The Lowdown: Melina Duterte’s life changed rather quickly in the wake of Everybody Works, the artist’s second studio album as Jay Som. After spending her teen years and early twenties exploring an array of different music styles and quietly crafting shimmering lo-fi bedroom rock on her own, Duterte was thrust into playing festivals around the world and into sharing stages with groups like Death Cab for Cutie, Mitski, and The National. That’s a jarring leap for anyone, but especially for someone who is more of the reclusive, introverted type — an artist more comfortable taking in the subtleties of personal relationships and having time to process them privately, rather than in a growing spotlight.
(Buy: Tickets to Upcoming Jay Som Shows)
And so in allowing herself the time to look inward, delve deeper into her own emotions and needs, and as a way to recalibrate from so much change, Duterte sought out a new environment and moved to Los Angeles. It’s there where she found a community, fell in love, and even quit drinking. Now, at 25, she’s releasing her third studio album, Anak Ko, and maybe it’s because I also turned 25 this year, but there’s something about this record that feels familiar.
Duterte has already proven she’s a master of voice and craftsmanship with songs like “Bus Song” and “Baybee”, which highlight the lachrymose strums and coos that have become her staple, but something more is present on Anak Ko. The phrase means “my child” in Tagalog, and the act of recording and releasing an album might be compared to watching one grow. The familiar sentiment that I find spread throughout the record’s nine tracks is how much Duterte has grown and the air of maturity present (the type of maturity you aren’t necessarily aware of, that you just wake up with a day after turning 25, that causes your parents and others to look at you and say, “You’re growing up.”). Duterte is growing up before our eyes, and Anak Ko showcases that growth and sense of confidence in a collection of swirling, sparkling indie rock songs.
The Good: As mentioned, a lot happened between Everybody Works and Anak Ko, and all of that change manifests itself in the stories told on the new record. There are similarities in style (this is still very much a Jay Som record), but it’s the approach and sentiments on Anak Ko that make it stand apart. Several songs are about the conscious decision to take care of oneself by taking the initiative to cut loose toxic people and their bullshit instead of waiting for them to suddenly (or even magically) change. For instance, “Peace Out” is a brooding breakup song through and through. Duterte sings, “Pulling my teeth to make it work/ No hard/ No hard feelings.” Those lyrics, accompanied by intense and cathartic teeth-gritting power chord riffs, echo the sentiments of desperately wanting to make a relationship work out of fear you’ll never meet someone who’ll put up with you again and the growth when you acknowledge that love shouldn’t be that exhausting or hard.
Duterte has often mentioned her affinity for alternative dream-pop/shoegaze acts like My Bloody Valentine, Yo La Tengo, and Cocteau Twins. Lead single “Superbike” mirrors those influences with its lush guitars, discordant feedback, and melodic and ominous drone. Dutert sings, “I pick up the superbike/ Going 80 in the night,” a natural response to just ending a relationship and musically seems like a straight nod to the Cocteau Twins’ “Half-gifts”– both of which demand to be heard loudly and on headphones.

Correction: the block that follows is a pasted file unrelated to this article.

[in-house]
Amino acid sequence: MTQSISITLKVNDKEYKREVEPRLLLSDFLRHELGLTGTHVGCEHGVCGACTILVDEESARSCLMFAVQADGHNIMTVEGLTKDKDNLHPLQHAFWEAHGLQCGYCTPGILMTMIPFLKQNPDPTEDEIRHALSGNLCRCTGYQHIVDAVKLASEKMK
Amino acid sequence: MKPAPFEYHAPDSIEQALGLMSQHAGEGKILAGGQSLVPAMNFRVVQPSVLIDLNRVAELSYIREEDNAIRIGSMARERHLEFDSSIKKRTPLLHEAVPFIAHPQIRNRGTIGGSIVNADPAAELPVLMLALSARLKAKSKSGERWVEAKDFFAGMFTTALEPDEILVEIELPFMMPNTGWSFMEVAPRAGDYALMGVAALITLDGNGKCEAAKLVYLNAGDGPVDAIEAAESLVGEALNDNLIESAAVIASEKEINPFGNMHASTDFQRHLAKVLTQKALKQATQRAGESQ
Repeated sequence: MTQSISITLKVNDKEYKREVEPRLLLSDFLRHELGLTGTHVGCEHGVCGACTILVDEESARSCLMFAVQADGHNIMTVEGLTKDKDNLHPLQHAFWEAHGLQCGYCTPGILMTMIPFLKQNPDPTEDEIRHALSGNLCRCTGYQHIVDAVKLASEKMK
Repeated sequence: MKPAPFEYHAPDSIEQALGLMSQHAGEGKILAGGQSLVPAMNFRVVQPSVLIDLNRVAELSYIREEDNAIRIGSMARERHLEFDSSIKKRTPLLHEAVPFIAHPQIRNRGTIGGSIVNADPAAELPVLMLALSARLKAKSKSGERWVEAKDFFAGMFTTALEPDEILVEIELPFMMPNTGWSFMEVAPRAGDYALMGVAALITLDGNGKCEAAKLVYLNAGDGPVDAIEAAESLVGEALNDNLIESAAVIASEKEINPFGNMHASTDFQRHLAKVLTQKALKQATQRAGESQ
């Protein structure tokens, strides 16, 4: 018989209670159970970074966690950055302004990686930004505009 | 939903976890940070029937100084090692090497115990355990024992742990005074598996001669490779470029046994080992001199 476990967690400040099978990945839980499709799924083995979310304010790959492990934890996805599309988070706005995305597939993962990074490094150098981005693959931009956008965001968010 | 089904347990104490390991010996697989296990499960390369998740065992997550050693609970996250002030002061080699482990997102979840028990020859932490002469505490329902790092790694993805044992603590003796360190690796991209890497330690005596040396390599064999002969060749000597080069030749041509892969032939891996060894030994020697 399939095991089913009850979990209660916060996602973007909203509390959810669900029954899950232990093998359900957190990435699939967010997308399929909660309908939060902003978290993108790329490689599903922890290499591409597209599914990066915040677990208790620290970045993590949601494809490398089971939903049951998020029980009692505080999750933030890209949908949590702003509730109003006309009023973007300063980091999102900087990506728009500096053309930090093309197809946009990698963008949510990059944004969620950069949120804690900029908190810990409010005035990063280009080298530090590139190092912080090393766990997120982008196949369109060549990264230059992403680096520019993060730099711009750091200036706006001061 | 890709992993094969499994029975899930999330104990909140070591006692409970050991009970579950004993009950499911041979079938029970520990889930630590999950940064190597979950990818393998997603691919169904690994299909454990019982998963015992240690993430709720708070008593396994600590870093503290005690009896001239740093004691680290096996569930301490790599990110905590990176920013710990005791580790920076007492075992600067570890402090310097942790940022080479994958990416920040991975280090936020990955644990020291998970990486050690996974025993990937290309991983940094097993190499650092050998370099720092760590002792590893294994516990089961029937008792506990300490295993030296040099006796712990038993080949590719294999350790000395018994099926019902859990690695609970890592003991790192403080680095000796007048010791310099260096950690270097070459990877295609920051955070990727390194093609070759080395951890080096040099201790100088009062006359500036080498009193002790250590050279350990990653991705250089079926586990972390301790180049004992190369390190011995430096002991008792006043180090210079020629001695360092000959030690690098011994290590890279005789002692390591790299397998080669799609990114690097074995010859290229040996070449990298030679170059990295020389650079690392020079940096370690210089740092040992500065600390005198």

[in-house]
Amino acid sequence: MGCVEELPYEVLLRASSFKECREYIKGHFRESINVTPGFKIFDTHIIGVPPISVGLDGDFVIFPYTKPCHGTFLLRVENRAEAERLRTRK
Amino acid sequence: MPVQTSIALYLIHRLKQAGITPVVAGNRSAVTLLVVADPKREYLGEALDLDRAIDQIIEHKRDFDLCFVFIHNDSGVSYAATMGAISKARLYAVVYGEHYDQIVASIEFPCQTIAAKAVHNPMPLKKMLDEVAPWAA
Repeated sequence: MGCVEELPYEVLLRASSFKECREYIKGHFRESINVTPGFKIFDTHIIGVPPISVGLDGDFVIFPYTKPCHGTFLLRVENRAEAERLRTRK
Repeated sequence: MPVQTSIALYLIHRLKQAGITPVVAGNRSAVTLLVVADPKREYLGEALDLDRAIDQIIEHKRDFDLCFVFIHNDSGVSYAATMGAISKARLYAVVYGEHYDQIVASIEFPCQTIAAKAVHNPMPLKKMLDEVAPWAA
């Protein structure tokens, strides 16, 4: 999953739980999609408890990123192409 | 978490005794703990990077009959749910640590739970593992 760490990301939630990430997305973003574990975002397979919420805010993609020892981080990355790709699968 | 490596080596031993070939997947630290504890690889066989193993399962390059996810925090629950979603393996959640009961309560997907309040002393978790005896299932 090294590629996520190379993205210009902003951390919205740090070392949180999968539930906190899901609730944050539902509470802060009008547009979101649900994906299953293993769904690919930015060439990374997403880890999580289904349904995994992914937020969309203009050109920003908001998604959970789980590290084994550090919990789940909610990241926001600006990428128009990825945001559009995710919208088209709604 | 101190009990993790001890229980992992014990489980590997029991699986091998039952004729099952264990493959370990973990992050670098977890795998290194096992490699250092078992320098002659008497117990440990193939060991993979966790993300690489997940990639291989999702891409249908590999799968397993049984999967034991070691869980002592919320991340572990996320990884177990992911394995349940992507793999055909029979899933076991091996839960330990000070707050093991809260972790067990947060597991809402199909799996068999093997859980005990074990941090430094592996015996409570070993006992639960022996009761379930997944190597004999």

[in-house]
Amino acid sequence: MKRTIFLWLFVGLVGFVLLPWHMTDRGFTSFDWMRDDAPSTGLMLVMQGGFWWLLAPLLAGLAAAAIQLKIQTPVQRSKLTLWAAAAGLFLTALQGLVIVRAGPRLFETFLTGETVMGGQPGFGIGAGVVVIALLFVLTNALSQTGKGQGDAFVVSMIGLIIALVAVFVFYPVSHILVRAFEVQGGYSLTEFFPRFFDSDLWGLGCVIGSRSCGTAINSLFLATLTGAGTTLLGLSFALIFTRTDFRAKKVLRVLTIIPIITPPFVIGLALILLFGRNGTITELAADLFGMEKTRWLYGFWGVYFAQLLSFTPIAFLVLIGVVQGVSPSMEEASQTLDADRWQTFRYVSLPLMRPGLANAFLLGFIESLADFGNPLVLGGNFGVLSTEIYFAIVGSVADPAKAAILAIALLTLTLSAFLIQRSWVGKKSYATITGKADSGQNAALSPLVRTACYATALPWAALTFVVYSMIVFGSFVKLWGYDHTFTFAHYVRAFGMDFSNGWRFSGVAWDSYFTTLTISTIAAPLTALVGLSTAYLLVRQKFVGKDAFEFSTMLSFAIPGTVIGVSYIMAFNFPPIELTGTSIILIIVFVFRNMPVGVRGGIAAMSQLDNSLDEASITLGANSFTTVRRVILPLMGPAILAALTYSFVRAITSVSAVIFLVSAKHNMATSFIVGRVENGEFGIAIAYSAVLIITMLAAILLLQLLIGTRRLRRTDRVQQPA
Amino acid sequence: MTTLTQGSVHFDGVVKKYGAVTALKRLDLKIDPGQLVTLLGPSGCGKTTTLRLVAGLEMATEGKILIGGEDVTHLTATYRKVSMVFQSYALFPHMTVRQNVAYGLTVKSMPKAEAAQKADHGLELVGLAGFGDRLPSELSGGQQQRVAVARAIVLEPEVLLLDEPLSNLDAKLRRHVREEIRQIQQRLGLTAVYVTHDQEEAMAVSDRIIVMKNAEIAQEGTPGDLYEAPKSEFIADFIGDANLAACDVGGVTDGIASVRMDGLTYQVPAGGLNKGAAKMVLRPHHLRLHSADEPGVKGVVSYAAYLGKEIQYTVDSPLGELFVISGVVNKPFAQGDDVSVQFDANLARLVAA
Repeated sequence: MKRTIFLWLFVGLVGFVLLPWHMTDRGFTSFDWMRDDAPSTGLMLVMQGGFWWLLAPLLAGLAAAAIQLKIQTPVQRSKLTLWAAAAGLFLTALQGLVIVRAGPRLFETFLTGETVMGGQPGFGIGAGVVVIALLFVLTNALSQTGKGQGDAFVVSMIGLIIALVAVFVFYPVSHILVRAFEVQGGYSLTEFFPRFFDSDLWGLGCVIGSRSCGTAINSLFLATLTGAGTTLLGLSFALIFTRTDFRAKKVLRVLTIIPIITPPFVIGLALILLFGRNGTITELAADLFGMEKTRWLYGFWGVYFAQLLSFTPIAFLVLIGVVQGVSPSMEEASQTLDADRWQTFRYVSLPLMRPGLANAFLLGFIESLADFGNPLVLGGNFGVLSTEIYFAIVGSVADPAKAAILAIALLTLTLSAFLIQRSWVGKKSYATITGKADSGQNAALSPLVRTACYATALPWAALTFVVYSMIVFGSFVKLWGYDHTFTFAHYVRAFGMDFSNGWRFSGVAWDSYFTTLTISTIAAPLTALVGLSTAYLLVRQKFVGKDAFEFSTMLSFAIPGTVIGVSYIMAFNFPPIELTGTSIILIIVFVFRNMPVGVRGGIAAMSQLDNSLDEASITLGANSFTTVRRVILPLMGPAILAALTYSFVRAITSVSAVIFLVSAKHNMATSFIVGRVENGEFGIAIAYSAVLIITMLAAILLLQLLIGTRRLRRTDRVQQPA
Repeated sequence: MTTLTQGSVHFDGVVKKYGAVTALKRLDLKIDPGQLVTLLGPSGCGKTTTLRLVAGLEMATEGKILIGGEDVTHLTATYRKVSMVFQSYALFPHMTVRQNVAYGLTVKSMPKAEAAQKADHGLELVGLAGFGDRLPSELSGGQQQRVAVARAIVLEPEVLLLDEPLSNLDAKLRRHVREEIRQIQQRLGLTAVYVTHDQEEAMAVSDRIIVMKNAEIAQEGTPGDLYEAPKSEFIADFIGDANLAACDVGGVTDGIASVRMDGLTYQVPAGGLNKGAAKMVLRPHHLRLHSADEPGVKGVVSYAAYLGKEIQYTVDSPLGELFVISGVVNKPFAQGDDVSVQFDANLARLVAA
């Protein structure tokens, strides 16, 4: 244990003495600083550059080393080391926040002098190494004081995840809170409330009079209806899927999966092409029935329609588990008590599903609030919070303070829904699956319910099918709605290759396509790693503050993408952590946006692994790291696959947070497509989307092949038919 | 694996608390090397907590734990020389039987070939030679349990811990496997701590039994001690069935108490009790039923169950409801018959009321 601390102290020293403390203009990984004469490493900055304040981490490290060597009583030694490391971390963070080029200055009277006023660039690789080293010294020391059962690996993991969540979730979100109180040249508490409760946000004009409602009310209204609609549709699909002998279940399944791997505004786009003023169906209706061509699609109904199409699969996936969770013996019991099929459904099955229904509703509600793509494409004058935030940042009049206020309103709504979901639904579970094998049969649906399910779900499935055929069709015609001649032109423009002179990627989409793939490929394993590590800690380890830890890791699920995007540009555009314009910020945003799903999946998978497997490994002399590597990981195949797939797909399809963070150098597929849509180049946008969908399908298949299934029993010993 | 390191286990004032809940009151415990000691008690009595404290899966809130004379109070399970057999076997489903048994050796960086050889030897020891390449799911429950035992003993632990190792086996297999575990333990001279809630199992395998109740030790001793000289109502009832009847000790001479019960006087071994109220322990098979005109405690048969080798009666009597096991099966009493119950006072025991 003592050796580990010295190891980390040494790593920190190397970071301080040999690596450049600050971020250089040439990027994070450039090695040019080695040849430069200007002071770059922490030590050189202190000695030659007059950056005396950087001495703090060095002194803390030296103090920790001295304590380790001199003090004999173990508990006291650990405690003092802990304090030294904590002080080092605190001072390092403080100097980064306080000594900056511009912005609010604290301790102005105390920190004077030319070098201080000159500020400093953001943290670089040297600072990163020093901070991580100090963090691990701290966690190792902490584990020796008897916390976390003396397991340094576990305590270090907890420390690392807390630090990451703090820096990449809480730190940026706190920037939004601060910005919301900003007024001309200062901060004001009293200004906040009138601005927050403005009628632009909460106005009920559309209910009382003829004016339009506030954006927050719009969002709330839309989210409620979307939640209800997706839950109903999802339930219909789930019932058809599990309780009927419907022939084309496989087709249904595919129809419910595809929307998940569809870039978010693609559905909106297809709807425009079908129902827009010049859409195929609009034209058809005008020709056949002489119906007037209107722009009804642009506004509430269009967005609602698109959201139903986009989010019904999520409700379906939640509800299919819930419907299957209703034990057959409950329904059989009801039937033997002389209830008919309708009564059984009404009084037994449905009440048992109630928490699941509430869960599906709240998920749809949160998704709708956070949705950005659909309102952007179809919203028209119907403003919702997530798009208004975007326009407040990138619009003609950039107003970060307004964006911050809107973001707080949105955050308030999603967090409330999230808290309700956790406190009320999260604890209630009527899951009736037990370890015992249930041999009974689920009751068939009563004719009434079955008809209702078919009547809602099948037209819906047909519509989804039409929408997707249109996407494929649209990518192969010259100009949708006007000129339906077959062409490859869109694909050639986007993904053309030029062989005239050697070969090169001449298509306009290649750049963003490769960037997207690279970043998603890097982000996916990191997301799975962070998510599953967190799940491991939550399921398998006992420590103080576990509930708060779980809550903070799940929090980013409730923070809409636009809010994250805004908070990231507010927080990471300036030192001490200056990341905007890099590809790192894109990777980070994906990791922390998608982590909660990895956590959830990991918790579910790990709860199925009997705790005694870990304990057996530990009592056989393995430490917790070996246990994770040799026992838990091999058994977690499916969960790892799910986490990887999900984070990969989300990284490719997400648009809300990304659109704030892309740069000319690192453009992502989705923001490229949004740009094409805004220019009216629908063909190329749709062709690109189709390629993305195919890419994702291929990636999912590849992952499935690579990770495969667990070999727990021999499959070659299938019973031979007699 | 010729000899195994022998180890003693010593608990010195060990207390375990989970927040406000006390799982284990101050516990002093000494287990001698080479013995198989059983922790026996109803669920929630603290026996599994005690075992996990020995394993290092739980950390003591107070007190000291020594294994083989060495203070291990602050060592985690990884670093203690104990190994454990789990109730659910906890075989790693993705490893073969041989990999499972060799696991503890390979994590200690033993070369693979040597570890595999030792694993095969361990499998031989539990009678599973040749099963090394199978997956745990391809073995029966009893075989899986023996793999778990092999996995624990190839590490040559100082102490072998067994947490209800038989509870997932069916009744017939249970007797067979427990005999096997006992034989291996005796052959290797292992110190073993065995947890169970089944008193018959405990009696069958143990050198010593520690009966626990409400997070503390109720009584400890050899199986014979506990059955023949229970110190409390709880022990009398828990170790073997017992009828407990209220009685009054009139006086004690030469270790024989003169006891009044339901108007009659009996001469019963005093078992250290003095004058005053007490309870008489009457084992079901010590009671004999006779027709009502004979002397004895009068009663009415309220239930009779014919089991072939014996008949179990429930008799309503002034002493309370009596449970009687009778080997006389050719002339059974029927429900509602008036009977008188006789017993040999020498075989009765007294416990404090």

“Nighttime Drive” feels like a collection of snapshots taken by someone watching out a window as their fleeting adolescence passes them by, depicted here through watered-down acoustic strums, and “Tenderness” reverberates through lustrous strings and sensual vocals as it deals in the feelings of newly realized crushes. However, the standout track for me (and the one I’ve listened to on repeat most) is the record’s sharp opener, “If You Want It”. The track instantly starts with an infectious web of plucking guitar and keyboard melodies that feels downright arousing and sexy — again, it’s that air of confidence present. The perfect lead for everything else that’s to come.
The Bad: The main drawback on the record is that it seems to drift — if only for a few moments — during its middle tracks. Good tracks that feel like a lull among better songs on an album that initially felt destined to avoid setbacks however slight. The title track feels like that moment of regression all of us experience in the midst of so much growing up; where we give in to texting that shitty person back or stalking their Instagram, Duterte reverts to overusing the modulated synth and manipulated vocals. Catchy as these moments can still be, they fall short on a record that wants to be outstanding so much of the time.
The Verdict: Anak Ko offers a shimmering reflection on the person Duterte is becoming, even if under a stage name. The record and its seamless transitions from one heavily enticing, tender, and softly delivered track to the next paints a captivating and enthralling self-portrait. One of an artist who’s established herself as a masterful songwriter and musician by taking herself apart, stepping outside of her comfort zone in order to grow, and putting herself back together again — stronger and with a sturdier foundation each time. It’s exciting to see what the next growth spurt could possibly bring.
Essential Tracks: “If You Want It”, “Nighttime Drive”, and “Tenderness”